The biggest ethical worry about human gene editing is that it will be used to make long-lasting, heritable changes at the embryo stage or on germ (sperm or egg) cells. Posts earlier this year have asked whether we should envision a scenario in which human germline gene editing is accepted in a limited number of cases, with the treatment of sickle cell anemia being proposed as a case in point.
Last weekend, at the annual meeting of the American Society of Hematology, I was reminded that ethical problems often can be avoided by finding a more acceptable alternative approach. In this case, the alternative was somatic stem cell editing of the sickle hemoglobin gene. Briefly, a speaker in one symposium described work in which an infant with the disease would have his or her blood stem cells, which are destined to form blood cells, edited to repair the hemoglobin gene, which is mutated in sickle cell anemia. (A further reminder: there are several techniques for gene editing, all similar in mechanism, not just the CRISPR/Cas9 approach that has drawn the most attention this year.)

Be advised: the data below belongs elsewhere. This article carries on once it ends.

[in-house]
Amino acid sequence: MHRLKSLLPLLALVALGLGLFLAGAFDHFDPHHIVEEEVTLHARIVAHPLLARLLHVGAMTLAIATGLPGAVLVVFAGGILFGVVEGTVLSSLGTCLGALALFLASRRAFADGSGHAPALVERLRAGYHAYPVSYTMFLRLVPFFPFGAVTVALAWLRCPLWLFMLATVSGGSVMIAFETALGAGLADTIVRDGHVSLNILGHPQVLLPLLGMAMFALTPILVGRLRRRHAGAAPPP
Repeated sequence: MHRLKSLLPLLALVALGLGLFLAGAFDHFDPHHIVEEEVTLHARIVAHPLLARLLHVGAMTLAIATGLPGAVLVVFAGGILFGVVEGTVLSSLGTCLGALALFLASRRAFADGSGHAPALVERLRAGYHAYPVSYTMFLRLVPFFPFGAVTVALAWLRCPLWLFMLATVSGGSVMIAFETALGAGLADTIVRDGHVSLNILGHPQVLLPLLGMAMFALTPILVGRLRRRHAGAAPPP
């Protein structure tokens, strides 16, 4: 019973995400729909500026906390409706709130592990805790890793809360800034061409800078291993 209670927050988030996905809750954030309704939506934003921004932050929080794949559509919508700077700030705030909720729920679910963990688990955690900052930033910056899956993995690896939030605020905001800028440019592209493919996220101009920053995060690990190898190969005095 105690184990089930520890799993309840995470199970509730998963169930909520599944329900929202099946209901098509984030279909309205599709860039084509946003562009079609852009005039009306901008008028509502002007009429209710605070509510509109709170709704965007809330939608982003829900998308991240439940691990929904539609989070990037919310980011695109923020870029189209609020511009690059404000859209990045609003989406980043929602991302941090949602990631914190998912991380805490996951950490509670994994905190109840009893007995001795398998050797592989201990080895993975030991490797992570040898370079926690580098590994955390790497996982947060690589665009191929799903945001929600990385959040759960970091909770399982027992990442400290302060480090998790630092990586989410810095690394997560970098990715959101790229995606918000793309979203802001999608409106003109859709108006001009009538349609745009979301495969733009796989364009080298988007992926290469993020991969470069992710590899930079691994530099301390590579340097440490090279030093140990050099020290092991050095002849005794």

Some key points from the presentation, which summarized the current state of work that has been in progress for over a decade:
- The idea would be to harvest the blood stems from the diseased infant, editing them outside the body with a normal DNA sequence, then return them to the patient in a bone marrow transplant procedure similar to current treatment. The advantage is that one would not need to find a marrow donor, who would have to be biologically matched to the patient.
The views, opinions and positions expressed by these authors and blogs are theirs and do not necessarily represent that of the Bioethics Research Library and Kennedy Institute of Ethics or Georgetown University.